Do you live in a dry-air region and have to use your ultrasonic humidifier often? If that’s the case, maybe you’re worried about your device producing white dust.
This white dust forms whenever the mist, which was released into the air by your humidifier, dries up. The dried mist becomes this whitish dust, which looks noticeably different than the regular household dust and which ends up on your furniture, electric appliances, and other surfaces.
Why Is My Dehumidifier Leaving White Dust?
The white, fine dust produced by these convenient devices is a byproduct of minerals present in the water. As the humidification process occurs, these minerals turn into a fine mist.
Later, as the mist dries, these minerals will cause it to turn into white dust. It will then settle on the surfaces around your home.
White humidifier dust is a common occurrence in homes that use ultrasonic humidifiers and impeller humidifiers. These kinds of appliances humidify the rooms of one’s house through the steaming process.
Water, which is present in the humidifier’s tank, is heated until it transforms into a gaseous state known as vapor. This vapor, which has the appearance of white mist, is then released into the dry indoor air.
There, the minerals found in the steam start to fall down due to their weight and end up on surfaces such as tables and chairs in the form of whitish dust.
Is This White Dust Harmful?
In most cases, the white dust created by humidifiers is not a cause for serious concerns.
However, the U.S. Environmental Protection Agency recommends using water with low mineral content in order to reduce exposure to white dust. People suffering from allergies, asthma, or any other respiratory conditions shouldn’t be inhaling white dust as it can easily exacerbate their problems.
Keep in mind that this is just a recommendation. Neither the federal government nor the EPA has concluded that the minerals released into the air by these devices can be harmful.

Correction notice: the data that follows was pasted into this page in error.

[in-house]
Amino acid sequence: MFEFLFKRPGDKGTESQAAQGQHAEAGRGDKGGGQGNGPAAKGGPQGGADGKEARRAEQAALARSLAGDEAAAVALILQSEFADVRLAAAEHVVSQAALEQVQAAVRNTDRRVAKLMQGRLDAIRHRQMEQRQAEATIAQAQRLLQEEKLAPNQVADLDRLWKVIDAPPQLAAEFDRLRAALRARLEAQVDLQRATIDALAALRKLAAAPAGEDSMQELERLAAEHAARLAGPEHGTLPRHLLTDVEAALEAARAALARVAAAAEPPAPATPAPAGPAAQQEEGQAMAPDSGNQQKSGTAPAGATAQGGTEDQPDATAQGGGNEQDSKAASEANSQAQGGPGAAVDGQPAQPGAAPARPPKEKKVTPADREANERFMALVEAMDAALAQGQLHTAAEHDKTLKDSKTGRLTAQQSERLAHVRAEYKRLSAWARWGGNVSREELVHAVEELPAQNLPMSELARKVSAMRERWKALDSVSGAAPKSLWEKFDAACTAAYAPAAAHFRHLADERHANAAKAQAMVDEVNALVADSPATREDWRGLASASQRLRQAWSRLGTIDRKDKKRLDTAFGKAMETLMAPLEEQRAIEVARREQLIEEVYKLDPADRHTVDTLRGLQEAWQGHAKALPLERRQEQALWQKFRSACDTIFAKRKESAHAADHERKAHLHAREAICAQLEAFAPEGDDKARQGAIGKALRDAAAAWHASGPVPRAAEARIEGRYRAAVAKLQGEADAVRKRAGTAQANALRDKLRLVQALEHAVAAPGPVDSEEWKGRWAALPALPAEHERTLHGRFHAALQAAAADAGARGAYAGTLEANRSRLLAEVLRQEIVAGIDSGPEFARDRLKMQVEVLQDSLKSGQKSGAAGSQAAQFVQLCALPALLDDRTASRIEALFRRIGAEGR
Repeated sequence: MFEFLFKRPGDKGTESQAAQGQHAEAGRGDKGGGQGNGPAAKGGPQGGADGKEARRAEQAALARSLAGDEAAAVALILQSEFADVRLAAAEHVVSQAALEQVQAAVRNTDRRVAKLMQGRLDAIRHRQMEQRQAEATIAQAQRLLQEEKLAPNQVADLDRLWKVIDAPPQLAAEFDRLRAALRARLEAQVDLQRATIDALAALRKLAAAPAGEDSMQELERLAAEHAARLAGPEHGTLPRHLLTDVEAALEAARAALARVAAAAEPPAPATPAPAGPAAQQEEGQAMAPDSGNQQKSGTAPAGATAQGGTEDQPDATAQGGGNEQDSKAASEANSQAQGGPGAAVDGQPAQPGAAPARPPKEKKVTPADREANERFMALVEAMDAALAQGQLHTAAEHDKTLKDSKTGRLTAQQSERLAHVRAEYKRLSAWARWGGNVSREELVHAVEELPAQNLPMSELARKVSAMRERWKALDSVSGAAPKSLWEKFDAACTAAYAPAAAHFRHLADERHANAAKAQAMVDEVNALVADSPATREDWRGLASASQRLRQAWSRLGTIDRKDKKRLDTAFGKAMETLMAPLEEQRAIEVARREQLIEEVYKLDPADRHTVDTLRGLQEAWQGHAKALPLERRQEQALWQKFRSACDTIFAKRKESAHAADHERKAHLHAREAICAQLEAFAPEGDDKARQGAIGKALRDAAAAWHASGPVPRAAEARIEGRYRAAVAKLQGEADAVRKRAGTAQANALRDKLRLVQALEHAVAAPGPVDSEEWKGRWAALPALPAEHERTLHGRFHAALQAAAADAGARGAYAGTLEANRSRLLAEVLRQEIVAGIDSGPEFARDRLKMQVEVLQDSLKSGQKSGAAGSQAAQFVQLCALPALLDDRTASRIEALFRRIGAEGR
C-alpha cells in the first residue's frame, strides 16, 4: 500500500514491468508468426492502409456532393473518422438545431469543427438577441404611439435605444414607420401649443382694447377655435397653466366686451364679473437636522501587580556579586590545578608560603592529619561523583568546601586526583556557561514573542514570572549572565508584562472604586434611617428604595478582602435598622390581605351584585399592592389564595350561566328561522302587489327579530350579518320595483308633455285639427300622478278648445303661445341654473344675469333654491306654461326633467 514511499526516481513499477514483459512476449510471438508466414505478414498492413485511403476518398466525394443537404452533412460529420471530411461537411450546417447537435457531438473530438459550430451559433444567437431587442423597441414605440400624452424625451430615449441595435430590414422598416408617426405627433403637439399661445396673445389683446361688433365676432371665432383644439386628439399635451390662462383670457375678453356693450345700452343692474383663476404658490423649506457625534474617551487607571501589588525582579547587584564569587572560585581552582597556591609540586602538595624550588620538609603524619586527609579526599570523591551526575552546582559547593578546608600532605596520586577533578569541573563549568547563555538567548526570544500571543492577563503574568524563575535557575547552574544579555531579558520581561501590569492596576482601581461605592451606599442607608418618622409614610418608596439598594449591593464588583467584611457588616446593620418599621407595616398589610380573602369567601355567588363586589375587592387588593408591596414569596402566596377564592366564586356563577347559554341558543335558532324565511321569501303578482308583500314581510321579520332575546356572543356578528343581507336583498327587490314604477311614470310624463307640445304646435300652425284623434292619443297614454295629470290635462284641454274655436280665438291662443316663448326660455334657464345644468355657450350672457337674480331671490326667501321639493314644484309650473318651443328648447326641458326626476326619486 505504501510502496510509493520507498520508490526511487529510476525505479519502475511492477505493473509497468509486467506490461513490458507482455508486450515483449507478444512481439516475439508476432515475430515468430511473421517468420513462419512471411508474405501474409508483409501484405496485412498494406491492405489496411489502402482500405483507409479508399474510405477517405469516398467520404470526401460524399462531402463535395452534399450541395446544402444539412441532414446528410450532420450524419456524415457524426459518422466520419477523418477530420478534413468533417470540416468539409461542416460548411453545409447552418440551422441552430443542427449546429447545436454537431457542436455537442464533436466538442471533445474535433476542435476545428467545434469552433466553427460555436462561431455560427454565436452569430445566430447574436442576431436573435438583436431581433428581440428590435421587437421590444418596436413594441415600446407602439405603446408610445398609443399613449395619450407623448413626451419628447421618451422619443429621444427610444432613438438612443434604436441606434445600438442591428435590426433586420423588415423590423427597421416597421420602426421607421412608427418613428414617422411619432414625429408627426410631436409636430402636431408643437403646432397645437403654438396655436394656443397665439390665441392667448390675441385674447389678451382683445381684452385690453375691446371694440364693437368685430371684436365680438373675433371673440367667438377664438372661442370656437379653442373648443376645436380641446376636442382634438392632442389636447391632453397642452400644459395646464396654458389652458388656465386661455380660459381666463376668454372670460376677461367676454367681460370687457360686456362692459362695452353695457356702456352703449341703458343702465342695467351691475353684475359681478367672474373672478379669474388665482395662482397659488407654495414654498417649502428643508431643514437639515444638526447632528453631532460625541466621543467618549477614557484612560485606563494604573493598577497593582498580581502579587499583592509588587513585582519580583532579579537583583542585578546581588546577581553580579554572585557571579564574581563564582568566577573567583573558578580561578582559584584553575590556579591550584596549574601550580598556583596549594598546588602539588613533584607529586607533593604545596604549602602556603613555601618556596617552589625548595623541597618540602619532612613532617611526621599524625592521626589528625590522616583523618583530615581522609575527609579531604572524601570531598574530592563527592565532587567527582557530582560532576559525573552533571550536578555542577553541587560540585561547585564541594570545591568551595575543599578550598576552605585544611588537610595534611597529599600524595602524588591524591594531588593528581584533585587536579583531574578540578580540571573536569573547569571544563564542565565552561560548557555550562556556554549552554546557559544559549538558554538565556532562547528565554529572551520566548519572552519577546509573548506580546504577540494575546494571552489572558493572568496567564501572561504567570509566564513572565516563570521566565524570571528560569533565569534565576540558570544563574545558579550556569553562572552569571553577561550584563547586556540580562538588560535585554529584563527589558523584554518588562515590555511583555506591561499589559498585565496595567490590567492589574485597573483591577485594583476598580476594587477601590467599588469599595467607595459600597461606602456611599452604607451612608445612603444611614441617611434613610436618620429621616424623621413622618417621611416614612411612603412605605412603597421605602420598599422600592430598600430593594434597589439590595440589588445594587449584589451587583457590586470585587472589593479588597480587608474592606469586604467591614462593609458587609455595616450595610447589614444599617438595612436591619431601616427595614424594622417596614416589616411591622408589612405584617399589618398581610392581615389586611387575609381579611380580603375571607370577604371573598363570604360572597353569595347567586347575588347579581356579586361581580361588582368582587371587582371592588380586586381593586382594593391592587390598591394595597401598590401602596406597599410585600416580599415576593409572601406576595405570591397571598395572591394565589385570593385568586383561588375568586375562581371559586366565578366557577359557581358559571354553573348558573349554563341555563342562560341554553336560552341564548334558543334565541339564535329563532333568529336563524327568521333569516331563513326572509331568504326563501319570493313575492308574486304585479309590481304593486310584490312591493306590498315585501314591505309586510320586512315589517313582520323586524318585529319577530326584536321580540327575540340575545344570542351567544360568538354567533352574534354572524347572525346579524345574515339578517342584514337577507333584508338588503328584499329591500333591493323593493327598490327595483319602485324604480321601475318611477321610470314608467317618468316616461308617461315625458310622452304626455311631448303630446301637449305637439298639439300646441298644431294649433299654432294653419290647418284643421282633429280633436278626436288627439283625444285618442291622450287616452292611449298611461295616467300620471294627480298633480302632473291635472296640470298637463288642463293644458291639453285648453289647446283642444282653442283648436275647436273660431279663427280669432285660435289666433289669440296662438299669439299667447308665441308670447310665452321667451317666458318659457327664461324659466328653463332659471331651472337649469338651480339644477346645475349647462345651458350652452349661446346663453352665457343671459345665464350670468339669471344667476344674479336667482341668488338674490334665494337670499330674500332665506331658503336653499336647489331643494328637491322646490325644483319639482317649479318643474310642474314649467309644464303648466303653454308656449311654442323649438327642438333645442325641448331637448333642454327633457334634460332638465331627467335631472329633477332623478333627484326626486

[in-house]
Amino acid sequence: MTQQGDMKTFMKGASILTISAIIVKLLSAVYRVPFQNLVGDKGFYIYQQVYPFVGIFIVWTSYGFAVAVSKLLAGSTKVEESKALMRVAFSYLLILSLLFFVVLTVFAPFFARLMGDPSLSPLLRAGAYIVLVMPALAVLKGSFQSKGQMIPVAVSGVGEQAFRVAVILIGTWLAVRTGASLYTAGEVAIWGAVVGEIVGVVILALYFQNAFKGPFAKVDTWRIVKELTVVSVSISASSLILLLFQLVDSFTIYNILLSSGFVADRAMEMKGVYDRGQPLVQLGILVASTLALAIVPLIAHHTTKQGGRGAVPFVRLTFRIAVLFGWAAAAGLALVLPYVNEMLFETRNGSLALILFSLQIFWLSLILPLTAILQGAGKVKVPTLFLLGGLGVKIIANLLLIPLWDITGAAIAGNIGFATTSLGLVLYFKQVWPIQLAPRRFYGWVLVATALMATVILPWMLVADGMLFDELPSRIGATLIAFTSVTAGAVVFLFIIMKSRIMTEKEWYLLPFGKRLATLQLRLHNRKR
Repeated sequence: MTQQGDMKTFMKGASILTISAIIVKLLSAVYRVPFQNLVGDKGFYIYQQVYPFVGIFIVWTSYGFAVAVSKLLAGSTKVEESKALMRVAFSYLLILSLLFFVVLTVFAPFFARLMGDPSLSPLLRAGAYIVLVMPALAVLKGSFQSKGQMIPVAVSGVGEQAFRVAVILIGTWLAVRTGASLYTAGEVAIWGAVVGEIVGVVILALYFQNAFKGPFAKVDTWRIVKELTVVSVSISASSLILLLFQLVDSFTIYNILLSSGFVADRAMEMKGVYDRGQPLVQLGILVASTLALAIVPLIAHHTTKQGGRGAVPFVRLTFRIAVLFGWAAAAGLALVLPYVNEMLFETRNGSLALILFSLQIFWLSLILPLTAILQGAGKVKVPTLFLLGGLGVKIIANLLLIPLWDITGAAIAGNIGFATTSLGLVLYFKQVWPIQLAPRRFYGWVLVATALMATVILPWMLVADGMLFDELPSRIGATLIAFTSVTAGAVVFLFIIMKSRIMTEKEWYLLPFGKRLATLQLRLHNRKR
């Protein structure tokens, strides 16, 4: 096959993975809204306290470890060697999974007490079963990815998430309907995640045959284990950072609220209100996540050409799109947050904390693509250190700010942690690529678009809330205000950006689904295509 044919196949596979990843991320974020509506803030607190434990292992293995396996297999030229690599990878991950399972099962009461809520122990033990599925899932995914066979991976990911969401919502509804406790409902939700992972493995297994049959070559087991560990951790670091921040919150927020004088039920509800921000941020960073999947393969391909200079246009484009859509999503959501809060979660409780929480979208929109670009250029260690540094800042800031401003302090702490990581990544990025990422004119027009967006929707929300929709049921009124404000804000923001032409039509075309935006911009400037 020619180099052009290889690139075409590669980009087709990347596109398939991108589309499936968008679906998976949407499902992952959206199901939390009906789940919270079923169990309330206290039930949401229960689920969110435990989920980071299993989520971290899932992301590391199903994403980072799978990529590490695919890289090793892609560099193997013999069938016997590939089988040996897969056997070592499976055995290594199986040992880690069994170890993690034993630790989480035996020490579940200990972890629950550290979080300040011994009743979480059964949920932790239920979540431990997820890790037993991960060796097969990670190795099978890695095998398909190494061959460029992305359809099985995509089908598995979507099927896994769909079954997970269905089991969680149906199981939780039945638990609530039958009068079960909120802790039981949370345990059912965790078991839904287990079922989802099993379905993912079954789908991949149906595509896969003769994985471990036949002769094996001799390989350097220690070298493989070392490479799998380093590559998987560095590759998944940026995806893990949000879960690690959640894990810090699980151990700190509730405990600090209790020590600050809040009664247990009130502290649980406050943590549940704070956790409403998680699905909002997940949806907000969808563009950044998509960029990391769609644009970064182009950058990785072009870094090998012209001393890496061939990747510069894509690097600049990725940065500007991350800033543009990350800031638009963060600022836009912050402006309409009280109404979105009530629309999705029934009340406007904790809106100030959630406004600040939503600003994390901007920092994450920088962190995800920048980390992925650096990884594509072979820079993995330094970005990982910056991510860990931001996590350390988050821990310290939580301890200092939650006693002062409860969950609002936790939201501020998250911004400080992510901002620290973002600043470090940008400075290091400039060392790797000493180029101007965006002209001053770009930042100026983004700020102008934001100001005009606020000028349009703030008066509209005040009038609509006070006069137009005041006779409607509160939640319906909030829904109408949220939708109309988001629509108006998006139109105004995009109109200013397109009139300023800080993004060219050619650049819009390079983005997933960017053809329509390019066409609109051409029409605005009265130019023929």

Therefore, the best course of action is to simply remain cautious and use distilled or demineralized water.
When it comes to household items, on the other hand, there’s nothing to worry about – this whitish dust won’t damage your furniture or anything else in any specific way. It can be cleaned regularly just like the standard household dust.
What Types of Humidifiers Don’t Produce White Dust?
Not all types of these devices produce white dust. As I mentioned earlier, this kind of humidifier dust is mostly produced by the impeller and ultrasonic humidifiers – they use high-frequency vibrations to vaporize water into fine particles.
Although very effective, ultrasonic humidifiers are quite notorious for this issue, particularly when used with hard water or any other kind of mineral-rich water.
Cool mist humidifiers and warm mist humidifiers do not leave white dust. But if you still want to use an ultrasonic humidifier due to its efficiency, I would recommend using it with demineralization cartridges – these will prevent white dust from occurring.
How Do I Prevent White Dust From Occurring?
As I mentioned above, white dust can be dangerous to those suffering from respiratory conditions – it can cause lung problems and allergic reactions.
Here are a couple of ways in which one can stop the formation of white dust around the humidifier and in the air:
Use Filtered or Distilled Water
Now that you know that this white dust is just high mineral content water turned into steam, it would make sense to start with the simplest solution.
The easiest thing you can do to reduce white dust is to stop using hard water (hard tap water, to be more precise) and use filtered or distilled water instead.
Unlike regular tap water, distilled water has a low mineral count. Obviously, this turns it into a much better choice for a humidifier and can make a massive difference when it comes to preventing the formation of white dust.